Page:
Could you please elaborate to what extent do you observe differences from the reference samples?

P.S. If you care about portability, rows #4 and #5 could be slightly improved.

Thank's for the portability tip. It's really just a personal project but I may as well improve it where possible.
Hopefully the reply to 8bitbubsy answers the observe differences but if not, let me know and I'll post screenshot or audio of the difference or something.

Reply 5 of 8, by 8bitbubsy

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I see.

One problem here is that you can't know for sure if the decoded D-50 PCM ROM in the VST is bit-accurate to how D-50 is decoding its encoded ROM in realtime. It's possible that the original D-50 is using tricks to save chip manufacturing costs or to make the decoding faster, while Roland decoded the ROM in a different way for the VST. Just a guess, anything is possible here when you don't have it confirmed...

Is the D-50 even operating in 16-bit PCM?

P3 rig:
- ASUS CUSL2 w/ i815 BIOS Tweaker
- Pin-modded Tualatin 1.26GHz 512kB @ 1358MHz
- 512MB SDRAM @ 143MHz CL2
- PCI SATA w/ 128GB Samsung SSD
- ATi Radeon 9600 XT 128MB (APG 4x, AGP clk @ ~71MHz)
- Creative Sound Blaster Live!

Reply 6 of 8, by clearcase

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The difference between the decoded data from Roland and the self-decoded ROMs is so tiny that it makes me think it's just the decoding code that's not quite there. Maybe it's a rounding difference or something.

Reply 7 of 8, by sergm

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clearcase wrote on 2020-10-13, 20:36:

The difference between the decoded data from Roland and the self-decoded ROMs is so tiny that it makes me think it's just the decoding code that's not quite there. Maybe it's a rounding difference or something.

Yeah, that's what I mean. Try to figure statistical data from the differences, like mean and std deviation. Excel-like spreadsheet should help 😀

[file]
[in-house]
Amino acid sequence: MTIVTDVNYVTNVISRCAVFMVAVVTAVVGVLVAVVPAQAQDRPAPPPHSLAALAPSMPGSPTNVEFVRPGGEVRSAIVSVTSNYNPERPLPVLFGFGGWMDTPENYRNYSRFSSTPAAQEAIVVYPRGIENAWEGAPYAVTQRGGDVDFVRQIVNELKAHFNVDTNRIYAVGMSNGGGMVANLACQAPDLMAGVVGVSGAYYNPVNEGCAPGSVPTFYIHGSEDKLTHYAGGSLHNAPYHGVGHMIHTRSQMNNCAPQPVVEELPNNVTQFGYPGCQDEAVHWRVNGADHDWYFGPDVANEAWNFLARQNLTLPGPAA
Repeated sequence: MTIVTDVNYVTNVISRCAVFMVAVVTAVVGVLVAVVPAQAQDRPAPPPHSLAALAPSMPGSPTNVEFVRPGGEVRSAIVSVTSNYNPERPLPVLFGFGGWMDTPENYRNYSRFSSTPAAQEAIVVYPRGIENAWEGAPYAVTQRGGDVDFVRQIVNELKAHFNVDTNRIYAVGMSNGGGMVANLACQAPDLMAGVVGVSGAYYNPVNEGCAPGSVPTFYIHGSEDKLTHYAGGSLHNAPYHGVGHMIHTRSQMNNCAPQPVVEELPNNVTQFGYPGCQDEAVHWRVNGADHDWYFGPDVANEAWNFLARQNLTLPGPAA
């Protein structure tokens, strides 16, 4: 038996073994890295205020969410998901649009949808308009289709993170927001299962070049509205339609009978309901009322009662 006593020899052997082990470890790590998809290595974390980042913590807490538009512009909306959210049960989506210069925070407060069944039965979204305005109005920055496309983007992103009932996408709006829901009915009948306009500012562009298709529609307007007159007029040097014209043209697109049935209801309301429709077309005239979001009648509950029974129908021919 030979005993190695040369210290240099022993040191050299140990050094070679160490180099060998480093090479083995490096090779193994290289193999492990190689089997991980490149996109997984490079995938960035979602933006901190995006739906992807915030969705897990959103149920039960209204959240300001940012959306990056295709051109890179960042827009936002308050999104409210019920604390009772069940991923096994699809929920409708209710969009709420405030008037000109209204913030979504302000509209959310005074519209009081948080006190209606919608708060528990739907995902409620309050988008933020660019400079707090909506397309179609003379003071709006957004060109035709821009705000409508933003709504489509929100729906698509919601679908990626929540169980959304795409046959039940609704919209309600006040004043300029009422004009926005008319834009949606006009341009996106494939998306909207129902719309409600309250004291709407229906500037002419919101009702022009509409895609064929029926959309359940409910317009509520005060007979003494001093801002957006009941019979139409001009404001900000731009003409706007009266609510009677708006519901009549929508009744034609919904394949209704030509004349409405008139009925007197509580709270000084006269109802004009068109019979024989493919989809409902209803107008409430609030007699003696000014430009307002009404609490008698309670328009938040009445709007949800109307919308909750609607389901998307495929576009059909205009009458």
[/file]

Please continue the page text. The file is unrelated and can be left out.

If the differences are rather substantial, I'd not think about rounding errors but about Roland using a different technique when producing the VST data.

Reply 8 of 8, by clearcase

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Thanks for all the help, I reckon the results are close enough and it's not known how the decoded data from the VST was derived anyway a you say. I had originally assumed they'd have access to the original data before encoding for the ROM rather than having to decode their own ROMs but you never know. It may have been lost after 30 years.

However, just in case it help you chaps, I tested again using the code from LA32FloatWaveGenerator::getPCMSample.

float sampleValue = EXP2F(((pcmSample & 32767) -32787.0f) / 2048.0f);

and also modified to

float sampleValue = EXP2F(((pcmSample & 32767) - 32767.0f) / 2048.0f);

When inverted and overlayed with the VST data, 32767 gave much better results .

I'm not so sure about rounding errors now, if you normalise the data you can see and hear it is the original data (albeit very noisy of course). Almost like there was a slight volume difference between the two but I don't really know.
However, I just post that in case it's useful.
Thanks for all the help again.